Interested in reading more about the year’s biggest 3D printing news? You can access our full 3D Printing Industry Review of the Year series here.
In many ways, August was a month in which year-long 3D printing trends persisted. More firms went public via mergers with Special Purpose Acquisition Companies (SPACs), major manufacturers joined the AM Forward program, and high-end automotive and sustainability-focused applications continued to thrive.
While 3D printing implants won’t be news to regular readers, August unveiled several new designs, some commencing human trials.
Read on for more from key industry players like Stratasys, NUBURU, Shapeways, Boeing, Northrop Gruman, Divergent Technologies, Lithoz, BellaSeno, and more.
SPAC merger trend resurfaces
Through the first half of 2022, it had appeared that 3D printing’s SPAC merger trend was stalling, then NUBURU announced a $350 million SPAC merger. Set to be wrapped up in early 2023, the deal will see the firm merge with Tailwind Acquisition to form a $350 million enterprise with an estimated $434 million in funding.
In regulatory news, Shapeways was hit with a non-compliance notice from the New York Stock Exchange (NYSE) after failing to meet the 30-day average closing price requirement at a minimum one-dollar share price. Shapeways’ SPAC merger with Galileo Acquisition, which was concluded in September 2021, saw the company raise significant funding towards its expansion. However, it soon became clear that the firm wouldn’t reach its revenue forecast of $250 million by FY 2024, and its shares dipped to the point that it was threatened by the NYSE with delisting.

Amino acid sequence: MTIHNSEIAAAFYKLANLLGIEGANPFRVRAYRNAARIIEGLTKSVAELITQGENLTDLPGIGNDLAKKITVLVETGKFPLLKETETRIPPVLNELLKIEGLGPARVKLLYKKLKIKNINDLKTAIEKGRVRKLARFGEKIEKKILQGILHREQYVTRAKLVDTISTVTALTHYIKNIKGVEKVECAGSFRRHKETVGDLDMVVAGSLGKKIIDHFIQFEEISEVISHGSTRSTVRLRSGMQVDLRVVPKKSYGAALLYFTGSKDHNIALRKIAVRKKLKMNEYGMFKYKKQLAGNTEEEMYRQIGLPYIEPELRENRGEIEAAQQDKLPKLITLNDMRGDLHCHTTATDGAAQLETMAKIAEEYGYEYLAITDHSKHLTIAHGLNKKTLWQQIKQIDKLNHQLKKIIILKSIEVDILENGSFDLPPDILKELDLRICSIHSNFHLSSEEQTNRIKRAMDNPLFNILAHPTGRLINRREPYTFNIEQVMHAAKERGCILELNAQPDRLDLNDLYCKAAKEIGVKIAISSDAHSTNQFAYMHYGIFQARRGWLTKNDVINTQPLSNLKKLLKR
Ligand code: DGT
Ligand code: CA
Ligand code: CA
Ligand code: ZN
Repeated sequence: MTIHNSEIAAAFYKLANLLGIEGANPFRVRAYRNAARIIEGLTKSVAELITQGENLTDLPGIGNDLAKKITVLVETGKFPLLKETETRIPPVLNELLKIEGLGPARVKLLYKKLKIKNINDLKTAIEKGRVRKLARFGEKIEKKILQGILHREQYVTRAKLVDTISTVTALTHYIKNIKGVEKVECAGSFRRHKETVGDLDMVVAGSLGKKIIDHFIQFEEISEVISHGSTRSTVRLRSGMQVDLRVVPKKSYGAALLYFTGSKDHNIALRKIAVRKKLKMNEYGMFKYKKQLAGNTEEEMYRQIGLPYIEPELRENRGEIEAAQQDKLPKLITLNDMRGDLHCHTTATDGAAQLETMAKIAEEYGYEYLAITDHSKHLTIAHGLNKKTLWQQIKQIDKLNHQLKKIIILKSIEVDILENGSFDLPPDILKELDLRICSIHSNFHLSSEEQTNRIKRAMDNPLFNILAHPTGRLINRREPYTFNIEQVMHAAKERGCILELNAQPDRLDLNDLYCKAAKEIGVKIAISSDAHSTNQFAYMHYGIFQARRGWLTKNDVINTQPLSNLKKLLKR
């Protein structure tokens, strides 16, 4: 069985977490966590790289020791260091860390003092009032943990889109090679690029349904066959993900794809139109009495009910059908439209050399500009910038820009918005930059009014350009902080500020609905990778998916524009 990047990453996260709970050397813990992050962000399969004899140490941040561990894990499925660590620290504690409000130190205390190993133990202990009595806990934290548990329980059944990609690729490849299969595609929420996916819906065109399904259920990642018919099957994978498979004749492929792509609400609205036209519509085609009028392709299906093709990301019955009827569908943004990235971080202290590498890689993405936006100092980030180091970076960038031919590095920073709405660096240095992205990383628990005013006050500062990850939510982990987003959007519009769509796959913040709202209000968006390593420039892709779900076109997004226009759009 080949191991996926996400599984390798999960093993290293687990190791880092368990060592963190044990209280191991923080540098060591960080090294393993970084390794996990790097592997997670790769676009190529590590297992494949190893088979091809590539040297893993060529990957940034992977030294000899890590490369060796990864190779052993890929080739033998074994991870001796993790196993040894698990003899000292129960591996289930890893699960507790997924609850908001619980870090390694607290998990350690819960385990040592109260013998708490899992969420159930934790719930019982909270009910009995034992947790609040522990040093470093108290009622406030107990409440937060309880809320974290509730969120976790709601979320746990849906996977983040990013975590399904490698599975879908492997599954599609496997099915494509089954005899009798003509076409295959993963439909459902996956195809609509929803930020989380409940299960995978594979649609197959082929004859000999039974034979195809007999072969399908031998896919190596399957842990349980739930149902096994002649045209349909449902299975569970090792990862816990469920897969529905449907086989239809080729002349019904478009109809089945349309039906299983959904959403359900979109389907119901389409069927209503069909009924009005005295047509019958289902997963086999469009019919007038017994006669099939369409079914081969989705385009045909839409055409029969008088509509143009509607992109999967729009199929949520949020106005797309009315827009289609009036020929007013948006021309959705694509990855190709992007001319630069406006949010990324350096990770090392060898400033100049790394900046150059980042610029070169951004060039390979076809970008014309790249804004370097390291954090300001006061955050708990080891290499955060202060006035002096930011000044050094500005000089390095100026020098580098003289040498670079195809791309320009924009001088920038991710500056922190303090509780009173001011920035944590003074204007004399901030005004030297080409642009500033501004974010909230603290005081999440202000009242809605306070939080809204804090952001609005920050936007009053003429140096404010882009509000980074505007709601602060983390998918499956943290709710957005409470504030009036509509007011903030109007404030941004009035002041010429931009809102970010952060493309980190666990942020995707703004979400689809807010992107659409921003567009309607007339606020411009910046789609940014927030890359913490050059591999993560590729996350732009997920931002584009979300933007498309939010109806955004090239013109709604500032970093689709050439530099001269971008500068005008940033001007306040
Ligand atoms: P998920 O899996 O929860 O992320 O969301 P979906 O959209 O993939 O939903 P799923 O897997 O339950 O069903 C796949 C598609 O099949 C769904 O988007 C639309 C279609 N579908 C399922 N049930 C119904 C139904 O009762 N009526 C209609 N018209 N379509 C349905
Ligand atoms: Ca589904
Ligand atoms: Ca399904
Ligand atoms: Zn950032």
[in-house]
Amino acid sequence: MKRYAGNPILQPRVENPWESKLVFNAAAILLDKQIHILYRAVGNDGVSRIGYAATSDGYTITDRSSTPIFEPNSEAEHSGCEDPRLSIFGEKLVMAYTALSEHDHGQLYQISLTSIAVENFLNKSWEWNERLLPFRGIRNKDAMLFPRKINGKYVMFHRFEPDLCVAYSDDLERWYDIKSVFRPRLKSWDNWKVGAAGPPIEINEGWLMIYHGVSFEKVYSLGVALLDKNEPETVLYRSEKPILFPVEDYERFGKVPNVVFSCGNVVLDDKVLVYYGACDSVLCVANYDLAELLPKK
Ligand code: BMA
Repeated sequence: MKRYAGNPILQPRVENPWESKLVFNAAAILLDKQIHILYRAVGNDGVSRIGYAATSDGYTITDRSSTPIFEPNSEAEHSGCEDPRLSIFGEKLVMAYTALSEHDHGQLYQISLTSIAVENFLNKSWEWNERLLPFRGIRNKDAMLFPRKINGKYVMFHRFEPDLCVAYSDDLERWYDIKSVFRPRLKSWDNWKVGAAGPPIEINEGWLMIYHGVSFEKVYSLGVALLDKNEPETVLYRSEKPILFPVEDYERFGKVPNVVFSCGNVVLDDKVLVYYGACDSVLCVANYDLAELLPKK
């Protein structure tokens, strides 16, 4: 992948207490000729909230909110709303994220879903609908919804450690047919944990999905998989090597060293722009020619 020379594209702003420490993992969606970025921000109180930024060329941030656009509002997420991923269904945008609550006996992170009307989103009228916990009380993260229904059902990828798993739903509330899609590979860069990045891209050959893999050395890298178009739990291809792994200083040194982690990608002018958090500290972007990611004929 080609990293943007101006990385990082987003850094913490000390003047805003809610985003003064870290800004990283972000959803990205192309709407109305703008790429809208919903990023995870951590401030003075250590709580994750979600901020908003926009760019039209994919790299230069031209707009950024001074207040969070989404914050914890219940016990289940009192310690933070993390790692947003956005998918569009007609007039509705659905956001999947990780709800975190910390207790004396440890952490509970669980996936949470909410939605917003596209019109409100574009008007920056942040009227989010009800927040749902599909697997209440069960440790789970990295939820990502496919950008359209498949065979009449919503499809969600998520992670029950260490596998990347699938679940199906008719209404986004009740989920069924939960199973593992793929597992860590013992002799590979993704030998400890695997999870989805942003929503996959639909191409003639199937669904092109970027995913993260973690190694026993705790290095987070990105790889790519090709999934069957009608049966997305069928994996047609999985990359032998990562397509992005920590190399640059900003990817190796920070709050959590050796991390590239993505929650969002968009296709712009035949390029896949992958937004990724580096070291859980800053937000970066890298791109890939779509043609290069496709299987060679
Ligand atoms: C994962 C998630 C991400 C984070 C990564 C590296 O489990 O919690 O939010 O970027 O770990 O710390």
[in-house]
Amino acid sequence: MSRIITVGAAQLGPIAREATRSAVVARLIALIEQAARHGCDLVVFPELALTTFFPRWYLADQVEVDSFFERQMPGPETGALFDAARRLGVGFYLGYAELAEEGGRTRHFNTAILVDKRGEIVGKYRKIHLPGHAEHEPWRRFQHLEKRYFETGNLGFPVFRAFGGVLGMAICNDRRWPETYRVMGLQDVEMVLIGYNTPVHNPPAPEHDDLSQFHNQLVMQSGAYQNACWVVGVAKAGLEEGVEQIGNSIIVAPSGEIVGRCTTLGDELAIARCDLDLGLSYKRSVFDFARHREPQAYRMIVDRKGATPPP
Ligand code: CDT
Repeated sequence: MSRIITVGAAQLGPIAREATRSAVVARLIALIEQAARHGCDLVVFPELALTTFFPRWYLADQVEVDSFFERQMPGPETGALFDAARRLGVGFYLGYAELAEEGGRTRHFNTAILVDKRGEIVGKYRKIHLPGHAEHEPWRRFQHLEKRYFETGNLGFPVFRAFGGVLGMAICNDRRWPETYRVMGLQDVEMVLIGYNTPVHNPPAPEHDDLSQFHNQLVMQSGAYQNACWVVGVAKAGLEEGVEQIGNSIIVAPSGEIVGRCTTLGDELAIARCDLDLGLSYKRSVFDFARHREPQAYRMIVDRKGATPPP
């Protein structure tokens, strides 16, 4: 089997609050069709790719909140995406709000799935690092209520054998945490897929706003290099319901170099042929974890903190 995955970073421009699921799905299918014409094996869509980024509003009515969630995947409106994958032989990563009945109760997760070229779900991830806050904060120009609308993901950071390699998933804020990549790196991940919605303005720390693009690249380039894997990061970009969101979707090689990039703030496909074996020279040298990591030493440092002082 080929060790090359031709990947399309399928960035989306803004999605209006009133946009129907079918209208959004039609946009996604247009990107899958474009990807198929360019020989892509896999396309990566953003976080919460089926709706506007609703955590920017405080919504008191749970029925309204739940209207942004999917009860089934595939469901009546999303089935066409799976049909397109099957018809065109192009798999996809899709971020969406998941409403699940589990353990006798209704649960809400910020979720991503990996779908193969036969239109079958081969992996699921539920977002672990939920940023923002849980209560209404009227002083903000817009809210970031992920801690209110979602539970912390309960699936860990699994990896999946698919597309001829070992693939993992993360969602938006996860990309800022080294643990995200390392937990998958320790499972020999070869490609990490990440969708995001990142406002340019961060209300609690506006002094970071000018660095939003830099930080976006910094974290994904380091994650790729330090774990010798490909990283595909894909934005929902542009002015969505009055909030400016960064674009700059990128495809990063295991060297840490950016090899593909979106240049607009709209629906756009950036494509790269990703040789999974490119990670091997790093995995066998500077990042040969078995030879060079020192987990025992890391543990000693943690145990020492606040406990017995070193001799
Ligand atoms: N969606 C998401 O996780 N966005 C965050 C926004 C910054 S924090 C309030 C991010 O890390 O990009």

Biden’s AM Forward program expands
Another trend that gained momentum was the growing enthusiasm of multinational contractors to join US President Joe Biden’s AM Forward initiative. Initially launched in May 2022, the project is designed to promote 3D printing’s uptake by SMEs as a means of helping secure their supply chains and revitalizing US manufacturing.
During August, Boeing and Northrop Grumman joined AM Forward as well. In doing so, the firms committed to buying more 3D printed parts from US suppliers, as well as providing them with technical support to aid their qualification efforts.
“We know the competitiveness of the US industrial base, including Boeing, relies on the capability of a wide spectrum of suppliers producing and post-processing critical aerospace parts,” said Dr. Melissa Orme, Vice President of Boeing Additive Manufacturing. “Through AM Forward, we are confident we can collaboratively accelerate AM adoption at scale; increase the agility, capacity, and resiliency of US supply chains; and support and expand good-paying jobs across the US.”
High-end automotive adoption continues
Following the UK track debut of its 3D printed Czinger 21C hypercar at the Goodwood Festival of Speed, Divergent Technologies unveiled two more use cases of its Divergent Adaptive Production System in August. Not only was an Aston Martin with a Divergent-3D printed rear assembly rolled out, but the follow-up to the 21C was introduced, the partially 3D printed four-door Czinger Hyper GT saloon.